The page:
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The Houston Cougars' massive potential might be their toughest Big 12 roadblock

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Cincinnati and Houston have both presented their expansion pitches to the Big 12, per SB Nation sources. Thursday night, UH added another emphatic slide.

Houston pulled off a 24-point win at fellow Big 12 candidate Cincinnati on Thursday
Houston pulled off a 24-point win at fellow Big 12 candidate Cincinnati on Thursday
Joe Robbins/Getty Images

CINCINNATI — Twelve days into the season, Houston has twice enjoyed nationally televised wins while the Big 12 mulls expansion, beating Oklahoma, 33-23, in Week 1 and fellow expansion candidate Cincinnati, 40-16, Thursday night.

The Big 12 is in the process of interviewing schools in person and has already met with presumed frontrunners Cincinnati and Houston, according to multiple sources. SB Nation can confirm candidates have not been officially informed of a decision date by the league, but that multiple universities expect to know if expansion is occurring and if they’re included by mid-October.

It would seem that the Cougars couldn’t enjoy more serendipity, unless this current streak of runaway success is actually hurting their standing with some existing members of the conference.

The Big 12 originally formed from two other conferences. The remnants of one might be in Houston’s corner.

When the Big 12 announced its intention to explore expansion in July, Houston became the overnight favorite, with one caveat: Texas. The longtime assumption among insiders and media alike was that the last thing power brokers in Austin wanted was to split the state one more time after TCU joined the Big 12 in 2011.

"It’s wrong to think that. What does Texas football stand to lose in the long run with Houston’s addition? The same as TCU’s: nothing," a source close to Houston’s expansion efforts said.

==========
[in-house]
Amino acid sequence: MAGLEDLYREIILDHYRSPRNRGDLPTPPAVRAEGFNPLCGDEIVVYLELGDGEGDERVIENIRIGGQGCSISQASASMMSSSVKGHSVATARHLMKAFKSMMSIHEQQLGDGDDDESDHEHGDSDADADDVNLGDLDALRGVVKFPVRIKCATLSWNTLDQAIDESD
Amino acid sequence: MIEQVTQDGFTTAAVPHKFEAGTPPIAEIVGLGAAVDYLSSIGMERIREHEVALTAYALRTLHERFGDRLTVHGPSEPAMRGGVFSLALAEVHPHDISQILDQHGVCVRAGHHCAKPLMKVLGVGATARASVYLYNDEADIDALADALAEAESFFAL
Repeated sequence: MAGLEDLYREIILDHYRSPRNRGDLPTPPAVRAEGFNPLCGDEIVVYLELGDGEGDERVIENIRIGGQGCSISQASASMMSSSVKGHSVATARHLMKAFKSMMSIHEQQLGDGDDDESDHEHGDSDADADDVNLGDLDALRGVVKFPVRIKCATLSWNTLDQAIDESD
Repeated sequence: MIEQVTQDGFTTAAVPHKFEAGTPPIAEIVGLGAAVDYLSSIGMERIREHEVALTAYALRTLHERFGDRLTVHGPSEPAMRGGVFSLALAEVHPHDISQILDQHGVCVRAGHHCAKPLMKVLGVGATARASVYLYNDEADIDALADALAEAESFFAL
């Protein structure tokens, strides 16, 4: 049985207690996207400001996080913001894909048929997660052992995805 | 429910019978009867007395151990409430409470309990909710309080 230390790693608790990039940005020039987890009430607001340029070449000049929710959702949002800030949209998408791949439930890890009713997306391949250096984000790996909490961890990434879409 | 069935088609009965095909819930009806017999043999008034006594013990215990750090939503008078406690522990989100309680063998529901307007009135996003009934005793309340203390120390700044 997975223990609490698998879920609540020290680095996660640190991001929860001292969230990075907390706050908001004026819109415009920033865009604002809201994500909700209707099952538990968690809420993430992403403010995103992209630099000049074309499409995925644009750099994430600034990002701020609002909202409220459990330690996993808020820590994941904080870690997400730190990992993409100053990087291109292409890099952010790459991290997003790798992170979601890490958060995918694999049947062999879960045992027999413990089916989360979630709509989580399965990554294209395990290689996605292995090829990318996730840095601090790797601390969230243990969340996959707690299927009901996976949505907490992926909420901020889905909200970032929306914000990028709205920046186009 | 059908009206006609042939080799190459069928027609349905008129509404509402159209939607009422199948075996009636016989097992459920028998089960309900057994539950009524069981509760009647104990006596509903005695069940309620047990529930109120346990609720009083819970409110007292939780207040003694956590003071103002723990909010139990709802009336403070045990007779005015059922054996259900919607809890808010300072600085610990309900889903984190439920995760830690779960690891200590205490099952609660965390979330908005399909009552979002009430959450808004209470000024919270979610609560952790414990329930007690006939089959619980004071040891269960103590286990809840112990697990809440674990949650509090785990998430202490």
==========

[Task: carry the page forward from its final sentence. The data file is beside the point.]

Within days of commissioner Bob Bowlsby’s announcement, the governor of Texas, as well as leaders at the University of Texas and Texas Tech, voiced public support for UH. There’s any number of motivations, not the least of which is that these are all state institutions lobbying for another public colleague to make more money.

Once the Big 12 officially announces expansion, candidates will need eight out of 10 votes from current Big 12 university presidents. If Texas and Texas Tech are in, it’s not a stretch to assume UH will woo in-state private schools Baylor (new A.D. Mack Rhoades held the same position at UH until last March) and TCU (the Frogs curried the favor of Texas to get into the Big 12, so they might follow the Longhorns’ vote).

That’d be four votes, all from Houston’s fellow former Southwest Conference members.

But then there’s the matter of old (and new) politics outside of Texas.

If the Longhorns won’t suffer for Houston’s inclusion, and state politics can convince the rest of Texas’ Big 12 members, the Cougars’ real problems are the member programs outside of the state who feast on Lone Star recruiting and exposure: Oklahoma, Oklahoma State, Iowa State, Kansas, and Kansas State. (West Virginia signs almost no recruits from the state of Texas.)

Sources at multiple candidate schools have told SB Nation that Houston’s growth potential could jeopardize UH’s bid to the Big 12.

It’s best to look at the non-Texas lower tier of the Big 12 as to why the Cougars might not be so popular. These are the schools with the least to offer in population and TV markets, and the most to lose if another Power 5 program emerges in Texas. It’s in that bloc’s interest to avoid Houston in favor of two (or four?) candidates from outside markets, like Cincinnati, BYU, or one of the directional Floridas.

Since its birth, the Big 12 has never fully escaped its old geographic and dual-conference party lines (check out this great SI oral history, in which Nebraska has a fight with Texas, goes to the store for cigarettes, and moves to Chicago).